What type of LCD?

I started a project using a standard HD44780 display, wired to an Arduino UNO. That, of course, exhausted a full seven data lines, which in the course of the development, left me short of UNO pins to do all other desired tasks. So I bought an LCD display with an I2C module attached, and, after some library confusion, I got it working. It worked with a library said to be for 1602 LCD's.

So here's my question. I have a number of previously purchased HD44780 displays, and, to be compatible with my library, I want to buy just the 1602- compatible I2C modules to solder to the LCD's. The LCD's I own now do have an apparent model number on the back, but nothing about 1602.

So, what is 1602, and how do I ascertain compatabilty of an HD44780 LCD with this 1602 standard?

Thanks in advance for any assistance.

1602 tells you that there are 2 lines of 16 characters.
Displays of 4 lines and 20 or 40 characters per line are also known.

If you need to know more about a module (like is it 44780 comatible), look for its datasheet.

You do not need to use 7 datalines, you can do with 4 and most Arduino sketches do.

I used my first I2C interface this week so I'm not sure of what's available. What do you mean by "I want to buy just the 1602- compatible I2C modules to solder to the LCD's. "? MAS has pointed out that the 16 02 specifies the character array but what do you mean by "I2C modules"? Can you provide a link to the ones you're considering?

I'm not sure what MAS means by "you can do with 4 and most Arduino sketches do" unless this is a reference to something other than a parallel interface or he's not counting the EN and R/S signals. Maybe I've missed an important alternative but I've been using 6 pins for my interfaces. Like you, I needed some of those output pins that my 4 bit parallel LCD interface was using.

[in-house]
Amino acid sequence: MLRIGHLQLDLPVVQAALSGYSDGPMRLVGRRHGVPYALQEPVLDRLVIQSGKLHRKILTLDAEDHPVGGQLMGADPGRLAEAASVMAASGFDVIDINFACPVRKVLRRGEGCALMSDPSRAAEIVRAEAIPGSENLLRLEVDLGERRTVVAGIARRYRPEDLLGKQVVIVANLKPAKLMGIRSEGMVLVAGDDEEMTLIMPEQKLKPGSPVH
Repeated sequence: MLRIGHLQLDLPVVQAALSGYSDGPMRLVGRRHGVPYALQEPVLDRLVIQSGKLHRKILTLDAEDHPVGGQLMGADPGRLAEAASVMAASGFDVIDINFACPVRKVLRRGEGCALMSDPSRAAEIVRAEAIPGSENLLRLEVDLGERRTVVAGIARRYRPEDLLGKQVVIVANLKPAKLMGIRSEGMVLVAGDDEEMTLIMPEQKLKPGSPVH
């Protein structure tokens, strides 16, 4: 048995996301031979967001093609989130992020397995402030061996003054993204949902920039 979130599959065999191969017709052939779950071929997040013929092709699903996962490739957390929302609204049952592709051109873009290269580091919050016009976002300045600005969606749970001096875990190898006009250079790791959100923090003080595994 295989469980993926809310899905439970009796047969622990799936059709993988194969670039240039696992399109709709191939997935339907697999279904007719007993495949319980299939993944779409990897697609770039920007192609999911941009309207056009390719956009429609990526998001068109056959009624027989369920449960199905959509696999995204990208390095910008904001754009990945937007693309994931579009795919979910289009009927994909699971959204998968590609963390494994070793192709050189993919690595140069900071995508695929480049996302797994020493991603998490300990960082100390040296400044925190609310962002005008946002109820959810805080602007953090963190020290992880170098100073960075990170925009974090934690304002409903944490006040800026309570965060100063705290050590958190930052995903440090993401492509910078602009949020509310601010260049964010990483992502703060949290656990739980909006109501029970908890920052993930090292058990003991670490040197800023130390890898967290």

The approach I took was to get some PCF 8574 I/O expander chips. I paid $1.00 each from Newark although I'm sure you can find them cheaper. They provide a two wire interface and, by use of address selection pins, can be programmed to 8 different I2C addresses.

Indeed i forgot about RS and Enable pins.
That makes 6 pins and if you are controlling backlight, you'll need a 7th pin indeed.

At the moment the display is not enabled, you could use the data pins for other purposes, but things might get messy if you're doing that.

So, what is 1602, and how do I ascertain compatabilty of an HD44780 LCD with this 1602 standard?

Some form of the term 1602 shows up as in part number of many LCDs that have 2 rows of 16 characters. It also shows up in the part number of serial adapters originally designed for those LCD modules as well.

The exact same controller, an HD44780 or equivalent, is used for most of the parallel character mode LCd modules that are currently available regardless of their configuration, 16x2, 16x1, 8x2, 40x2, 16x4 etc. Furthermore there is absolutely no way to inform the HD44780 of which type of device it is driving. The only difference between driving one LCD and driving another concerns the relationship between the memory address in the controller and the location of the corresponding character on the screen. For more than you need to know about this relationship you can follow the LCD Addressing link at http://web.alfredstate.edu/weimandn.

The bottom line is that any serial controller that is physically able to control one parallel character mode LCD of any configuration should be able to control any other parallel character mode LCD. You may have to tinker with the library to get the addressing to work the way you expect.

I have made no mention of the backlight because that is a whole different bucket of worms. There are no standards for the backlight and all bets are off concerning the compatibility there.